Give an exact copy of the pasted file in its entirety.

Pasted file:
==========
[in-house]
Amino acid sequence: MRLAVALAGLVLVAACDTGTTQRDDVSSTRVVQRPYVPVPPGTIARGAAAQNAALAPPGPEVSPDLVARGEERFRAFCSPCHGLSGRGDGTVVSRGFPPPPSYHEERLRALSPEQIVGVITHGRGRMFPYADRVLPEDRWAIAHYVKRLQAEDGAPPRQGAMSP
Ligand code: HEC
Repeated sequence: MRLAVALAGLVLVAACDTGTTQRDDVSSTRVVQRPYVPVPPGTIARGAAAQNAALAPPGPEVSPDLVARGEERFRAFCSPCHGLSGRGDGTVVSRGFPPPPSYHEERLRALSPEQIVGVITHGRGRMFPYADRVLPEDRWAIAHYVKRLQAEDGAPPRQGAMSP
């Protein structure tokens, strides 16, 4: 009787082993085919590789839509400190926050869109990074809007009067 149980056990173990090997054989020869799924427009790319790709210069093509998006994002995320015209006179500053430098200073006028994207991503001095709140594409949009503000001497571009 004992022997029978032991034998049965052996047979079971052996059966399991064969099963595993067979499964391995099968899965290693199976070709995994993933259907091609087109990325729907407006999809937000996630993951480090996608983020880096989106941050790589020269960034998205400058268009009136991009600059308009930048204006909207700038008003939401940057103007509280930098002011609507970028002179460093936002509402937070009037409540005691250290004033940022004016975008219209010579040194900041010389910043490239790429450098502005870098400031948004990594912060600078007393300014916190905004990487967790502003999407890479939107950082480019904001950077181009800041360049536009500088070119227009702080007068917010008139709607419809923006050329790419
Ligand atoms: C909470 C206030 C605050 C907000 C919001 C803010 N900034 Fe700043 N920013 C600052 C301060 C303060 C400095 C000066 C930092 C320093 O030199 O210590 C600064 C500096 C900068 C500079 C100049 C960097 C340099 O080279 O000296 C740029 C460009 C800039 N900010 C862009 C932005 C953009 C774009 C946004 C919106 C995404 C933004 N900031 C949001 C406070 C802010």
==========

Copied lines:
[in-house]
Amino acid sequence: MRLAVALAGLVLVAACDTGTTQRDDVSSTRVVQRPYVPVPPGTIARGAAAQNAALAPPGPEVSPDLVARGEERFRAFCSPCHGLSGRGDGTVVSRGFPPPPSYHEERLRALSPEQIVGVITHGRGRMFPYADRVLPEDRWAIAHYVKRLQAEDGAPPRQGAMSP
Ligand code: HEC
Repeated sequence: MRLAVALAGLVLVAACDTGTTQRDDVSSTRVVQRPYVPVPPGTIARGAAAQNAALAPPGPEVSPDLVARGEERFRAFCSPCHGLSGRGDGTVVSRGFPPPPSYHEERLRALSPEQIVGVITHGRGRMFPYADRVLPEDRWAIAHYVKRLQAEDGAPPRQGAMSP
């Protein structure tokens, strides 16, 4: 009787082993085919590789839509400190926050869109990074809007009067 149980056990173990090997054989020869799924427009790319790709210069093509998006994002995320015209006179500053430098200073006028994207991503001095709140594409949009503000001497571009 004992022997029978032991034998049965052996047979079971052996059966399991064969099963595993067979499964391995099968899965290693199976070709995994993933259907091609087109990325729907407006999809937000996630993951480090996608983020880096989106941050790589020269960034998205400058268009009136991009600059308009930048204006909207700038008003939401940057103007509280930098002011609507970028002179460093936002509402937070009037409540005691250290004033940022004016975008219209010579040194900041010389910043490239790429450098502005870098400031948004990594912060600078007393300014916190905004990487967790502003999407890479939107950082480019904001950077181009800041360049536009500088070119227009702080007068917010008139709607419809923006050329790419
Ligand atoms: C909470 C206030 C605050 C907000 C919001 C803010 N900034 Fe700043 N920013 C600052 C301060 C303060 C400095 C000066 C930092 C320093 O030199 O210590 C600064 C500096 C900068 C500079 C100049 C960097 C340099 O080279 O000296 C740029 C460009 C800039 N900010 C862009 C932005 C953009 C774009 C946004 C919106 C995404 C933004 N900031 C949001 C406070 C802010």